VANCOUVER – Seven years after claiming gold at the Salt Lake City Olympics, Canada’s gold medal-winning
men’s and women’s hockey teams will be honoured by the Canadian Olympic Committee (COC) at the 2009 Canadian
Olympic Hall of Fame Gala Dinner & Induction Ceremony in Vancouver on March 26. The teams will be joined
by Dr. Robert Hindmarch, who has left a lasting legacy in amateur hockey across Canada and will be inducted
as a builder.
Other inductees include gold medal-winning figure skaters Jamie Salé and David Pelletier and swimming
coach Howard Firby. Dr. Jean Grenier will receive the Canadian Olympic Order.
2002 Canadian Men’s Olympic Hockey Team: Canada had been close in the past, falling in the gold medal game
in 19, coming tantalizingly close to the country’s first Olympic hockey gold medal since 1950. But
with Canadian legend Wayne Gretzky in charge, hopes were high in Salt Lake City.
An opening-game loss to Sweden put the country on edge, but goaltender Martin Brodeur put the team on his
back – going 4-0-1 with a 1.80 goals against average in Canada’s final five games.
After a semifinal win over the surprising Belarusians, Canada faced off with the U.S. with Olympic gold on
the line. More than 10 million Canadians – one-third of the country’s population – watched the gold medal
game, making it the most-watched Canadian TV program ever.
It was the U.S. who hit the board first, but goals from Paul Kariya and Jarome Iginla gave Canada a 2-1
lead after one period. The Americans would pull even just past the 15-minute mark of the second period, but
Joe Sakic would restore the Canadian lead before the end of the frame.
With the U.S. unable to beat Brodeur in the third period, goals from Iginla and Sakic in the final minutes
wrapped up gold, setting off a celebration in the streets from coast to coast.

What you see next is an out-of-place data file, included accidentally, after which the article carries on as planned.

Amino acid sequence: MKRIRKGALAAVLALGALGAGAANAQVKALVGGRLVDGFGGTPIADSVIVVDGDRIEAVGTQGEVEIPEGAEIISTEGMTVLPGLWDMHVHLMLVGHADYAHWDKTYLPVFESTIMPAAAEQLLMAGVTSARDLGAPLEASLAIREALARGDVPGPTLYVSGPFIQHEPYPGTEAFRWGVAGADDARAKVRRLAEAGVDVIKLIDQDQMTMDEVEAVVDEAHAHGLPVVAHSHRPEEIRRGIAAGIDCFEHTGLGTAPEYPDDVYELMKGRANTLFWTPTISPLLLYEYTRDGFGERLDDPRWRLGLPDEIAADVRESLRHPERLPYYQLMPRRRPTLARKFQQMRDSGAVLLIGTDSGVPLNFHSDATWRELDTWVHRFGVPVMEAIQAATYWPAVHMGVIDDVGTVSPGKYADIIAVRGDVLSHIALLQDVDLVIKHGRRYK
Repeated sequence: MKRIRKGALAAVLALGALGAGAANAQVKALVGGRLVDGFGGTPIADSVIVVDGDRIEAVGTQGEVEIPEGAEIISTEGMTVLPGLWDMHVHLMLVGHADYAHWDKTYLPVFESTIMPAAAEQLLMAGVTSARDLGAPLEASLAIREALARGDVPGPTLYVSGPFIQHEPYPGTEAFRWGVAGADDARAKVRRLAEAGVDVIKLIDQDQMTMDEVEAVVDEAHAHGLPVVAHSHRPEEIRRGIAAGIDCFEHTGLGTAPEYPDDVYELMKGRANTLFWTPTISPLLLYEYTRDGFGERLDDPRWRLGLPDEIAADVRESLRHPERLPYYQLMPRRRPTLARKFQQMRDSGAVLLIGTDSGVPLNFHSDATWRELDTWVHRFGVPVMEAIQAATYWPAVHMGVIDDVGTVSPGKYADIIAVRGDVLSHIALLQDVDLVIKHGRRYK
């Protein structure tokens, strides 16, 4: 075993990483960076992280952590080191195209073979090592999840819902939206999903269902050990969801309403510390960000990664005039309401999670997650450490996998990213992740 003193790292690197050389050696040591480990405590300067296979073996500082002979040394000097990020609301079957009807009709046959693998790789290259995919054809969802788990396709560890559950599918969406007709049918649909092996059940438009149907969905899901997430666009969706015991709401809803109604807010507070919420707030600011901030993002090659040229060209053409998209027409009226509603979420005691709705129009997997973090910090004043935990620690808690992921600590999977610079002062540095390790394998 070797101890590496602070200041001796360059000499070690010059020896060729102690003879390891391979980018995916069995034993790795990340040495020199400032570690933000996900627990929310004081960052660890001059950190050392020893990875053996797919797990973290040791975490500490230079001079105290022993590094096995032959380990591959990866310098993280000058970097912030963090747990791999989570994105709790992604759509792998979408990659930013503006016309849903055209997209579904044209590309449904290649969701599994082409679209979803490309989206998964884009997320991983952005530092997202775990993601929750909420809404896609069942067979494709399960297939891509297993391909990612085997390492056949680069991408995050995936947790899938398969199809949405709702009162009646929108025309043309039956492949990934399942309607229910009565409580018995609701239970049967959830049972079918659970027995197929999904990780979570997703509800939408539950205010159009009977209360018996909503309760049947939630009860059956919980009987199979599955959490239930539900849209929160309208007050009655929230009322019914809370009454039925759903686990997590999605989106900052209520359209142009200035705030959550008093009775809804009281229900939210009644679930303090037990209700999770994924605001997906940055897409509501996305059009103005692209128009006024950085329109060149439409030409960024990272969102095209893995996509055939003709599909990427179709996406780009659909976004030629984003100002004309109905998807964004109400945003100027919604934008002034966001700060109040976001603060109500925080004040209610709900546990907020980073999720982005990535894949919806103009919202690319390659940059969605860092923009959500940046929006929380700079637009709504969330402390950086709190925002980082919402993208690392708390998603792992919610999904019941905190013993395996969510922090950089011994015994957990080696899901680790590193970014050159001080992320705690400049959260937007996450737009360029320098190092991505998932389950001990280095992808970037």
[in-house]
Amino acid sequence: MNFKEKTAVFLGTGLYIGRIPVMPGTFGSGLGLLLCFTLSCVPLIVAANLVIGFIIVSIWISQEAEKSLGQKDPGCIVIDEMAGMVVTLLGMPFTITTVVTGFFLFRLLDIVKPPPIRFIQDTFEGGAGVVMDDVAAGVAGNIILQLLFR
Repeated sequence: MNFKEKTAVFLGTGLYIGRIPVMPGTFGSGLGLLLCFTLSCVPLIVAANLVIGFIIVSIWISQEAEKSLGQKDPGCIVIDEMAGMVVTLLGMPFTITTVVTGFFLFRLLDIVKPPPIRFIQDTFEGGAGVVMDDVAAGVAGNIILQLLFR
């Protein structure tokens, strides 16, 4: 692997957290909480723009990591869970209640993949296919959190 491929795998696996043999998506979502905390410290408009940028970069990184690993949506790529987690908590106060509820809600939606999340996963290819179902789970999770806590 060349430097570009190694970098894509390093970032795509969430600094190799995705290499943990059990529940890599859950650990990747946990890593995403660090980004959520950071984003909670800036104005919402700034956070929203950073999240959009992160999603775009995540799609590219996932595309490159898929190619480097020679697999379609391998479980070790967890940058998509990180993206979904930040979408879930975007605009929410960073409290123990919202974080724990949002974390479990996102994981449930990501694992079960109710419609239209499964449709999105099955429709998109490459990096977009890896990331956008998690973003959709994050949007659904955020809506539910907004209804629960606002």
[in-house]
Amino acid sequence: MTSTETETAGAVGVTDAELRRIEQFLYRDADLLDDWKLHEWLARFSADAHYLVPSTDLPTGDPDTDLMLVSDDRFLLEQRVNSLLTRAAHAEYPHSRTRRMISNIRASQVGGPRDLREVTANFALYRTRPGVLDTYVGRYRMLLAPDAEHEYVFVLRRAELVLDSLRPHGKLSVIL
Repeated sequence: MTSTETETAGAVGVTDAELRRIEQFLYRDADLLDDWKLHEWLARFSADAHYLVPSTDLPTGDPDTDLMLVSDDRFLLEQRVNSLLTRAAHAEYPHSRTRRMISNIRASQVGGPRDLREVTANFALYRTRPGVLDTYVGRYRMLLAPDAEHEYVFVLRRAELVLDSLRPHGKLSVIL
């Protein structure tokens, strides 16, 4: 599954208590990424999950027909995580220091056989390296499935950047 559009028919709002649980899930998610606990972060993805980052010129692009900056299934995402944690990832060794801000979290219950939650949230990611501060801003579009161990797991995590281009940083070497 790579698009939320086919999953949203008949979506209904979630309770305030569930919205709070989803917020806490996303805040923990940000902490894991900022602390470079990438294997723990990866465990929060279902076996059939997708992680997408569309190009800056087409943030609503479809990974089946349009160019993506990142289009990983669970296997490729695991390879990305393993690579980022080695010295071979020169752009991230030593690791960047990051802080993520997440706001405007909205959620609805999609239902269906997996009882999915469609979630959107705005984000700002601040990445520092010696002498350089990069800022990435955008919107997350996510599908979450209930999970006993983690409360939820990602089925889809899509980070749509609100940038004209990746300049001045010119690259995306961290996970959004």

Sakic’s seven points were enough to lead the tournament in scoring and earn him MVP and Top Forward
honours, as well as a spot on the tournament all-star team.
2002 Canadian Women’s Olympic Hockey Team: After settling for silver in 1998 in the Olympic debut for
women’s hockey, Canada was out for gold in Salt Lake City, but entered the Olympics with eight consecutive
losses against the United States.
After coming from behind to defeat Finland in the semifinal, it was once again an all-North American
battle for gold. Caroline Ouellette opened the scoring less than two minutes in, the only goal of the first
period, but the Americans equalized early in the second.
Hayley Wickenheiser restored the Canadian lead minutes later, and Jayna Hefford’s goal with one second to
go in the middle frame sent the Canadians to the dressing room with a two-goal lead.
The U.S. cut the lead to one again late in the third, but Canadian netminder Kim St-Pierre shut the door
in the dying minutes, clinching Canada’s first Olympic gold.
Wickenheiser – who was named MVP – and Danielle Goyette finished tied for the lead in tournament with 10
Dr. Robert Hindmarch (builder, hockey): In 1964, Dr. Hindmarch was general manager and assistant coach of
Canada's Olympic hockey team, made of amateur players enrolled at the University of British Columbia (UBC).
He is long linked to UBC, where he coached the hockey team to 11 of 12 winning seasons in the 1960s and
Dr. Hindmarch was vice president of the Canadian Olympic Association, is a life member of the COC, and was
Chef de Mission for the Sarajevo 1984 Olympic Winter Games. He made significant contributions to hockey in
Canada, working with many of the country's amateur hockey associations, and writing publications on coaching
techniques and instruction.
The 2009 Canadian Olympic Hall of Fame Induction Weekend, taking place in the setting of the approaching
2010 Olympic Winter Games, will also feature a community outreach program, keynote speaker luncheon, Congress
welcome reception, annual general meeting and executive and board meetings. More than 700 guests are expected
to attend the Hall of Fame ceremony.
Tickets for the 2009 Hall of Fame Gala Dinner and Induction Ceremony are on sale now and available by
calling Nishi Aubin, Events Manager, at 416-324-4136.
The Canadian Olympic Committee is a national, private, not-for-profit organization committed to sport
excellence. It is responsible for all aspects of Canada’s involvement in the Olympic movement, including
Canada’s participation in the Olympic and Pan American Games and a wide variety of programs that promote the
Olympic Movement in Canada through cultural and educational means. For more information, see the COC website: